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Drastically downsizing....

793 Views 7 Replies 8 Participants Last post by  GruppieGirl
Not even sure where to start. We currently live in a 2500 sq ft house and we're packed to the gills.
I am looking to purchase a home for myself and my children (see single parenting/TAO if you wanna see the stories). The one I really, really love online (we're not in the area yet, will be moving there in the next two weeks) is a 960 sq ft house. TINY. WHERE do I even start with downsizing. The girls currently have their own rooms, they will have to share in the new house. There's a bar between the kitchen and dining room in the new house, I think I'll just put the dining room chairs there and forget about the dining room table. Stbx will be taking the extra furniture, futon, large tv, etc. But what do I do to make our new home cozy, but not cluttered. Simple living is what I want to give my kids, the playroom is terrible. Honestly, it's like FAO Swartz in our playroom, and the kids do play with most of the items. Two are really large, a *very* large play kitchen and two drawers of kitchen items and a big ride-on horse. We also have a box filled with playsilks and dressup items and three organizers filled with blocks, legos, *more* dressup stuff, baby doll stuff. Ds' room is a 7 yr olds dream, a bed, dresser, nightstand, desk and two toyboxes filled with toys. I am really worried that they will feel cramped, but there's something about this house that speaks to me, something tells me this is our home. I love the layout, I love the simple design. HOW do I downsize this drastically?
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I wonder if the kitchen would be something that ought to go. It's a big item that will take up a lot of space. It sounds like you have lots of other great open-ended things for the kids to play with and the big items can find a new home. Do the kids *need* a ride on horse? Or can these things go to dads house? lol At least maybe one of them can if that's an option. Also, look through the dress up clothes and see what is too small or ripped and donate/throw away so that can be scaled back (I am needing to do this myself).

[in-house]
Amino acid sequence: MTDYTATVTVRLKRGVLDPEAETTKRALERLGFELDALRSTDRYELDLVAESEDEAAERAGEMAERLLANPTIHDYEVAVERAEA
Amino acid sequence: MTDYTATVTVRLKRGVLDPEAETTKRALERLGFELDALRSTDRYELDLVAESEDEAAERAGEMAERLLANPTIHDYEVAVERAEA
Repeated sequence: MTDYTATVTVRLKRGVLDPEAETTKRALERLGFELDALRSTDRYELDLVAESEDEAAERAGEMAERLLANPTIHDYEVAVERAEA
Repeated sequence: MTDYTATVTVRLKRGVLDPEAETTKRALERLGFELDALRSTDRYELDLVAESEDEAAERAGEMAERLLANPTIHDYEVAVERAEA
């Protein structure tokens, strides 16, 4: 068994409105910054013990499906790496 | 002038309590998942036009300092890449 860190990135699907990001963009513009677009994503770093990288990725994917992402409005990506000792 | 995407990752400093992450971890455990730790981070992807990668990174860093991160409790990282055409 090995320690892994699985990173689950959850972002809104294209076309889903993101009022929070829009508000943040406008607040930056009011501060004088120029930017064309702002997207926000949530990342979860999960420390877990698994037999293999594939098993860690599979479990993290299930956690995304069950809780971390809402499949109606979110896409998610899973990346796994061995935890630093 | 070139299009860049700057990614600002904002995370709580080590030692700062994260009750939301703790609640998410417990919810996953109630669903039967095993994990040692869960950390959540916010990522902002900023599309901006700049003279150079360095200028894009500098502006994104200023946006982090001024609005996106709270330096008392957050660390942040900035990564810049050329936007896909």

Six months ago I actually went through the playroom and took 2/3rds of the toys in there and donated them. My kids didn't see me do this and have yet to ask for a toy I donated to this day. You might be surprised that if you did scale back at least half of their stuff, thay may not even notice. Frankly, I was quite surprised they didn't notice at least a few of the things and boy did it feel GOOD to downsize.

It may seem a daunting task but it sounds like you do have the desire, just don't know where to start.
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My kids and I live in a house under 600 sq ft. There are two small bedrooms (8x10 and 8x8)--those are the kids' rooms. I have a futon in the living area. It can be done.

If you are going to move to a smaller place and want to feel uncluttered, you're going to have to get rid of some of the bigger toys and furniture. There is no way around that. I'm not sure how old your kids are, but you could possible ask them to help you sort through their things and discard what they don't want. You may be surprised what they're willing to get rid of. We recently cleared about half the stuff out of my daughter's room and she's not missing it at all. My kids are like yours--they'll use whatever toys are there. However, because we declutter on a regular basis, they don't get attached to too many things. Also, because our house is so small, they see the value in having the space rather than the "stuff."

For storage in the new house, I would look at open shelves and stacked cubbies rather than furniture like big bureaus and toyboxes that hide the mess. I find that I'm a lot more motivated to keep things organized when I am constantly looking at it. We don't have any closets in our house, which is a pain at times, but it's really taught me a lot about what needs to be "saved for later" and what doesn't.

I will tell you this--my mother lived in this house before I did. She moved to a place twice as big and now she has two or three times the clutter problems I do. I'm hoping that when/if we move somewhere bigger, I can still apply the lessons I've learned living here and not let stuff accumulate that way. I am constantly Freecycling and eBaying and giving stuff to Salvation Army to try to avoid it.
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You can do it! I agree with the PPs that kids do better with fewer toys, and they often won't miss what you move out. Since your girls are older, can you engage them in the process? Be excited about the new house, and talk about giving things to others via donation.

I try to avoid toy boxes and bins where things can just pile up. Open storage with small bins that can't hold much are nice because stuff just isn't able to build up.

Avoid large pieces of furniture in a smaller house--I'd suggest looking into some Feng Shui resources for how to arrange furniture in your new house. It's very practical advice--I have some links on my blog...

Good luck!